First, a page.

Peter Murphy’s birthday was July 11. He’s 53 now and still looks like this. I guess drinking the blood of vestal virgins keeps you young, eh?
 

 

Posted by Tara McGinley | Leave a comment
Be a true pal, give ‘em an evil fortune cookie
07.14.2010
09:35 am

Topics:
Amusing
Food

Tags:
pranks
Evil fortune cookie

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A perfect “gift” for the narcissistic buddy in your life:

You’ve stuffed yourself full of noodles and wontons and spicy bits of fried chicken. Oh, and egg rolls and dumplings and those crunchy soft things that you’re not sure what they are, but dang are they good. And then the bill arrives - with fortune cookies. The fortune cookies serve to remind you how nice can be as you are parted with your money; a reminder of the delicious meal you just ate. Cracking the cookie, you read the fortune inside: “You will die alone and poorly dressed.” It’s at that moment, when you are stunned and your friends laugh at you, that you realize you’ve been slipped a Cookie Misfortune Evil Fortune Cookie.

Cookie Misfortune Evil Fortune Cookie
 
(via Nerdcore)

Posted by Tara McGinley | Leave a comment
The Frogs - Kurt Cobain’s Favorite Band?
07.14.2010
12:36 am

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Tags:

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It’s Bastille Day, so let’s celebrate The Frogs!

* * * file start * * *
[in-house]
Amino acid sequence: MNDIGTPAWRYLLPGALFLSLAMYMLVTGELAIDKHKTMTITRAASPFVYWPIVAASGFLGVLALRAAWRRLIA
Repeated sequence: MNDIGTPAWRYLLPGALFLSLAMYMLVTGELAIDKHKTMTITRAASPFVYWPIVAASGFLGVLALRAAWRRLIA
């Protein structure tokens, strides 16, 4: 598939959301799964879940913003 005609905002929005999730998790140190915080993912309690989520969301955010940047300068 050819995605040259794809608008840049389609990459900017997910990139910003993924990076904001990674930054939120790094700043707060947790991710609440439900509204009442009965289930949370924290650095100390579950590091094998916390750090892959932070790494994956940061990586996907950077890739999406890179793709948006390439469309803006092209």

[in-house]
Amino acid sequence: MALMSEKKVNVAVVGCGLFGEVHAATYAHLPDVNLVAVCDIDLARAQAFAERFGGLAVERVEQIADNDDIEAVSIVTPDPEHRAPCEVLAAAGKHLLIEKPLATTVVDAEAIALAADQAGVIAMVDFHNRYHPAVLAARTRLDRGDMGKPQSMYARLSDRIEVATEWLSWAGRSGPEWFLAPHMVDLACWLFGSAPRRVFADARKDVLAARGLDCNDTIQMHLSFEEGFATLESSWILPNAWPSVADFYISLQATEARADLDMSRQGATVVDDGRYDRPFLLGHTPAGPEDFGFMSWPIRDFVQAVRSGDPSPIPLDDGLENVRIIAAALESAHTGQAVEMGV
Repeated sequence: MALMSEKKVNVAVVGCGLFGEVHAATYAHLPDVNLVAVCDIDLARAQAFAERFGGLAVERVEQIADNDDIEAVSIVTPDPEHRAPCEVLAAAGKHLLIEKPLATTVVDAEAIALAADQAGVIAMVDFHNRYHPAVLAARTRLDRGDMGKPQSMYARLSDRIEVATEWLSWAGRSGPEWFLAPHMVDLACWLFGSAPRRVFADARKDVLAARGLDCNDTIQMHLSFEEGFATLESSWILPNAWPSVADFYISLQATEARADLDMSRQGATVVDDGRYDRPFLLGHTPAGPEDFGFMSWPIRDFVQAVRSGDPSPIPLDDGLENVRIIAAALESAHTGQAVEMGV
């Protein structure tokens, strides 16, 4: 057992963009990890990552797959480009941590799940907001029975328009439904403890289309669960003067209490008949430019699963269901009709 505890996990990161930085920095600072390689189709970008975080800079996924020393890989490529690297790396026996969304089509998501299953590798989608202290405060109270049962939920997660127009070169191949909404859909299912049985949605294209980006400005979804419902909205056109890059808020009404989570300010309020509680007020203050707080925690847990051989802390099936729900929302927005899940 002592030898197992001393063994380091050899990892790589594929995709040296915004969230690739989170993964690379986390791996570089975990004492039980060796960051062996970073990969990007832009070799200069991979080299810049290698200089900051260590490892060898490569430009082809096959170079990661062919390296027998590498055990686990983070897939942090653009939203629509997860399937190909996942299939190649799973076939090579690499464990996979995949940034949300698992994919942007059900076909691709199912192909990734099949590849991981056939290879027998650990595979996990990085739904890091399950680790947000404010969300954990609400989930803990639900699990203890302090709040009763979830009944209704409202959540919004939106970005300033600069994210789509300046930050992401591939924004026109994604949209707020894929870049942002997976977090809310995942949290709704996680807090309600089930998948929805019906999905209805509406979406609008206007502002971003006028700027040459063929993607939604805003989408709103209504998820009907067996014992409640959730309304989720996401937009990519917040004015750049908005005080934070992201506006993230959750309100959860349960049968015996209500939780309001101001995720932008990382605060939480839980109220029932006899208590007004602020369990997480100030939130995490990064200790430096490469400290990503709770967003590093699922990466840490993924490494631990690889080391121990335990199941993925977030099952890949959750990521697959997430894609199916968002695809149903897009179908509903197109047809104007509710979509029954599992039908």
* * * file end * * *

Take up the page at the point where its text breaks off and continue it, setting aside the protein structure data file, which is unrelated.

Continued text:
Love them or loathe them, The Frogs, brothers Jimmy and Dennis Flemion, are undeniably one of the most outrageously tasteless bands in the annals of rock and roll. While no group will ever equal the exalted standard of rock depravity set by G.G. Allin, The Frogs have definitely earned a spot near the throne.
 
The Frogs count among their fans Eddie Vedder, Billy Corgan and the late Kurt Cobain, they are USDA grain fed rock and roll dadaists, improvising their songs and recording them on the fly in their home studio,utilizing genres as disparate as Appalachian ballads and glam rock to satirize pop culture and subvert sacred cows. They pissed off the Gay community with their hilariously insincere celebration of homo love, It’s Only Right And Natural (1988), which featured campfire singalongs like I Don’t Care If U Disrespect Me (Just So You Love Me) , Been A Month Since I Had A Man and Hot Cock Annie. And when The Frogs brought their record label, Homestead, the uber politically incorrect Racially Yours (2000), the label refused to release it even though the album had sure fire hits like Darkmeat 4 Sale and Two Blacks Don’t Make A White. These suckers were radio ready.